SIP: Sub Irrigated Planters

Sips are plant containers that contain a water chamber which allows plants to absorb water on an as needed basis SIPs are also called Sub Irrigated Planters and Self Watering Planters

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Good SIP

SIPs minimize risk of water and dirt splashing out of planter

SIPs reduce number of times you have to water a plant

SIPs eliminate uncertainly about how much you need to water your plants

SIPs get the right about amount of air and water at plant roots

SIPs conserve water less water evaporates when it’s in a chamber

SIPs Make plants less susceptible to many diseases

SIPs allows chlorine and fluoride in city water to dissipate preventing plant poisoning

SIPs  produce more flowers and veggies

Sub irrigated planters are sometimes called self watering containers because they significantly reduce the amount of time you need to spend watering plants

Make sure your plant doesn’t drown

Adding a drain hole in the side of the container, right above the level of the chamber, allows extra water to drain out so your plant won’t drown

How does a SIP work?

Sub irrigated planters have a chamber in the planter below the soil that holds water. Very porous soil or a wick pulls the water into the soil when it is dry so your plants can constantly get a good drink.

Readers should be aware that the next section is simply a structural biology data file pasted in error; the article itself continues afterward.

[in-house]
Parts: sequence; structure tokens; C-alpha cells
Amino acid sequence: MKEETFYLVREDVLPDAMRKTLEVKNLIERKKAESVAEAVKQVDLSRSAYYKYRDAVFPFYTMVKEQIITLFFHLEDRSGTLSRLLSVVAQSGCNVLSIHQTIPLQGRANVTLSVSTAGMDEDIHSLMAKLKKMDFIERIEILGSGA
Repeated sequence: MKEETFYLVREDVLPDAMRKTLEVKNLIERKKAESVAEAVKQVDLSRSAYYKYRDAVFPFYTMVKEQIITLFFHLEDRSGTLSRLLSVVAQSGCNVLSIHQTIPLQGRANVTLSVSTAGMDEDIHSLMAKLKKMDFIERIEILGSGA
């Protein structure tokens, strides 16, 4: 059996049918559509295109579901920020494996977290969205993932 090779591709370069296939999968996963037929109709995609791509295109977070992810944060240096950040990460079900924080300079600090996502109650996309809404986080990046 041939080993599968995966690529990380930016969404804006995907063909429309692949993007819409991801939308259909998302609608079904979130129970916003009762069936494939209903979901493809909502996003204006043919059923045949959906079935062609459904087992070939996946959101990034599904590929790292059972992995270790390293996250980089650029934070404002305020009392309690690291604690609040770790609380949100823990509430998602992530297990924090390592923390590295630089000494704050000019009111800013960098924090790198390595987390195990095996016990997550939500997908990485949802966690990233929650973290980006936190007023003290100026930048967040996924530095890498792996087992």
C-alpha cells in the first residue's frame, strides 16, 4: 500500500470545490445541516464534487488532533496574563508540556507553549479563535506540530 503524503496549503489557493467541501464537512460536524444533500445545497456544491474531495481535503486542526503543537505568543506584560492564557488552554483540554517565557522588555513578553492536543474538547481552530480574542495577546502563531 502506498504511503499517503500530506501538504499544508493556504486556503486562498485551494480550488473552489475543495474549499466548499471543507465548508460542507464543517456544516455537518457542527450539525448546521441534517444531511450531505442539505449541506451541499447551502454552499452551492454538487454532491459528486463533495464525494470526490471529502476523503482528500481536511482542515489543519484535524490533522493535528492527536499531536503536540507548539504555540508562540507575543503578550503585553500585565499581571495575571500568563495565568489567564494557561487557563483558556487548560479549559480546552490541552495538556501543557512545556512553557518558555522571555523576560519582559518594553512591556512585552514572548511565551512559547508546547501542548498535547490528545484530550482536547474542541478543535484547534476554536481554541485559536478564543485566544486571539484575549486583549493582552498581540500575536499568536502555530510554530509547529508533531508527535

Components of a great SIP

A happy vigorous plant

Soil mix that is highly absorbent

A container with a chamber in the bottom to hold water

A way to easily add water to the chamber

Small holes in top of the chamber to allow water to be pulled into the soil mix by the plant roots

How to you ensure water gets to the plants?

Plants use a process called capillary action to pull water through soil, in a properly made sip roots will naturally draw the water they need out of the chamber

Using a wicking material that is immerged in both the water and soil will help move the water up in the planter. Felt, burlap or a stocking filled with compost are all good wicks.

Insuring you have a highly absorbent SIP formulated soil will help ensure proper water transfer

How do you know if there is enough water in the sip?

The chamber or water reservoir should ideally make up 15 percent of the total volume of your container

With a sip you should try to keep the water chamber full, if you use a wick you can be a little more relaxed about watering

Depending on the size of your planter and the conditions you are growing in refilling your sip can range from daily to bi-weekly

A drainage hole in the side of the container is the easiest way to know if there is too much water

Lifting or shifting small planters can help you feel if water is present

Like most gardening some trial and error may be needed. If your plants are wilting and are in dry soil they need to be getting more water